Sarah Smart of Standard Life Investments followed Griffin’s presentation by putting forward the reasons why a company should be concerned by managing the investment risk of a pension fund. The one clear reason is that companies have nothing to gain by not managing a pension fund well, and it is in the scope of trustees to coordinate investment and keep an eye on the company’s strategy.

Interest and inflation risk were the topics covered by the nest speaker, Thomas Farrell, actuarial product manager with Bank of Ireland Global Markets. He argued that both these risks impact on the issues of funding positions for a pension fund. If a pension fund is looking to hedge against inflation, Farrell argued, it is best to hedge against the Euro. However, Farrell warned that company’s need to look at the cost and benefits surrounding the decision to take on this risk. He argued that there was a need to find a middle ground when matching exposures.

The group treasurer of ESB, Brendan Murphy, put forward the corporate point of view. He emphasised the fact that although it is clearly in the companies’ best interests to have a well run pension fund, the fund was still a separate entity from the company. He also raised the issue of correct valuation of the fund, whether it was the actuarial valuation, the funding valuation or the IAS 19 valuation.

One of the main talking points that came out of the question and answer session that followed the panelists’ presentations was whether investing in equities offered a suitable hedge against inflation risk. The group were in agreement that equities do not offer any real hedge against inflation. One of the main reasons was that much of Irish equity investment is not invested into Irish shares, rather into British and European shares, so as such offers very little cover against inflation. In addition to this, Smart pointed out that even in countries where domestic equity investment is considerably higher than in Ireland, equities and inflation are not highly correlated in any case.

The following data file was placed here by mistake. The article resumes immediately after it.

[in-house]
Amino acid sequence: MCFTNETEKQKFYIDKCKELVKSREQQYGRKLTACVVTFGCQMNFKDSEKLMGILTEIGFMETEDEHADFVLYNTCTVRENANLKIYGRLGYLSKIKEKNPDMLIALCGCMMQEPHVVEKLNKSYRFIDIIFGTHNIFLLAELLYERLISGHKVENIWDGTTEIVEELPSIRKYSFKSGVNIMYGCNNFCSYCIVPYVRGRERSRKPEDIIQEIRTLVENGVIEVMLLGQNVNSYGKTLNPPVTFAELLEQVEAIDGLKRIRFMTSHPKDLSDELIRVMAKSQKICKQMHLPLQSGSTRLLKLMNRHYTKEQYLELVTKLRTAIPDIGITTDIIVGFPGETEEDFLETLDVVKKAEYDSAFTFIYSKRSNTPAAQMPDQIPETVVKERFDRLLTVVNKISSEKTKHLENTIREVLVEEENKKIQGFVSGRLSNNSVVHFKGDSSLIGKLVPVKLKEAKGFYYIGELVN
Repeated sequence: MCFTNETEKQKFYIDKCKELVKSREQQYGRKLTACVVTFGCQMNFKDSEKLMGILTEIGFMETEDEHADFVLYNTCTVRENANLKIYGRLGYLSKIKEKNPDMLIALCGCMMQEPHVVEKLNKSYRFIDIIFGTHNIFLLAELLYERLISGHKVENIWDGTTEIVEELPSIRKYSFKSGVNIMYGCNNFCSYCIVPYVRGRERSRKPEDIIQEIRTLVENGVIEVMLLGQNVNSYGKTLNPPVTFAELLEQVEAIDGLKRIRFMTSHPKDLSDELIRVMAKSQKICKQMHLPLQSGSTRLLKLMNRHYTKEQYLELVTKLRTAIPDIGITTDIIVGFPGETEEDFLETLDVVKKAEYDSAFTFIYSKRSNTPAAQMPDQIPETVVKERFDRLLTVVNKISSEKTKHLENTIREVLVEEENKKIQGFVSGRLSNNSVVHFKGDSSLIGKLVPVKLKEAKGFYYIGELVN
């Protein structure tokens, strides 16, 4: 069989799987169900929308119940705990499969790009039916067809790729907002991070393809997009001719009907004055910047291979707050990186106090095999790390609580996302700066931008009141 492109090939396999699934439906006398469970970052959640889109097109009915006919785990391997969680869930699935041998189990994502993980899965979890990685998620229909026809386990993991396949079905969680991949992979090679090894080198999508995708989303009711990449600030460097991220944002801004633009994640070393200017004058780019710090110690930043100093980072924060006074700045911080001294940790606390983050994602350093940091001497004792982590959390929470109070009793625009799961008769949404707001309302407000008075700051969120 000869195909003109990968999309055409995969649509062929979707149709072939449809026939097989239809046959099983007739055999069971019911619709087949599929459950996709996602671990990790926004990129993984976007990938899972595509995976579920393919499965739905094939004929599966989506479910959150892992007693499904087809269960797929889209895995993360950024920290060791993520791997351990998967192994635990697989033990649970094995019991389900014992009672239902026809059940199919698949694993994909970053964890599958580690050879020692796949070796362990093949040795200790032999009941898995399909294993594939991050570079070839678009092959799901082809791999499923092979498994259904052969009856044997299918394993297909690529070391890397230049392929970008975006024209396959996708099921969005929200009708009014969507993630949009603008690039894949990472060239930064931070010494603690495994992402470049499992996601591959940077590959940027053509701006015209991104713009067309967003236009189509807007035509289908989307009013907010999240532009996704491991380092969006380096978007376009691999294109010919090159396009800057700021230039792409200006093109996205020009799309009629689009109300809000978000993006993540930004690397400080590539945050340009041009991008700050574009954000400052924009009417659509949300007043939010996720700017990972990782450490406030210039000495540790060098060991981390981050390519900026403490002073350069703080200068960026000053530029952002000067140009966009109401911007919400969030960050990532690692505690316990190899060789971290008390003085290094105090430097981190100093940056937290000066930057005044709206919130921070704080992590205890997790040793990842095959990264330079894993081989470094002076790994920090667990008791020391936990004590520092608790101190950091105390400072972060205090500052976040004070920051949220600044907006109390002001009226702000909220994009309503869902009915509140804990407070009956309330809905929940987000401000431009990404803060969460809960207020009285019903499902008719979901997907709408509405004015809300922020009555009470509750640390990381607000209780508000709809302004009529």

Global warming
Another panel discussion on the final day of the conference saw a panelist walking off stage. Bill McGuire, director of the Benfield UCL Hazard Research Centre, was discussing the effects of global warming on the financial markets. In an opening speech, McGuire presented a grim picture for the future climate, and the knock-on effect that this would have on the global economy. He pointed to the precipitous location of a number of important financial and economic centres, such as Tokyo and Silicon Valley in California. McGuire expounded the view that dramatic climate change and impending natural disaster was a certainty in the not too distant future.

Jim Power, chief economist for Friends First, took on the role of rebutting this view. When he made his opening rem,ark, that there was no scientific proof linking carbon emissions to climate change, McGuire took exception. The hazard specialist went as far as walking off stage as Power continued his argument. Only at the behest of discussion’s facilitator, journalist Karen Coleman, did McGuire unhappily return to the group.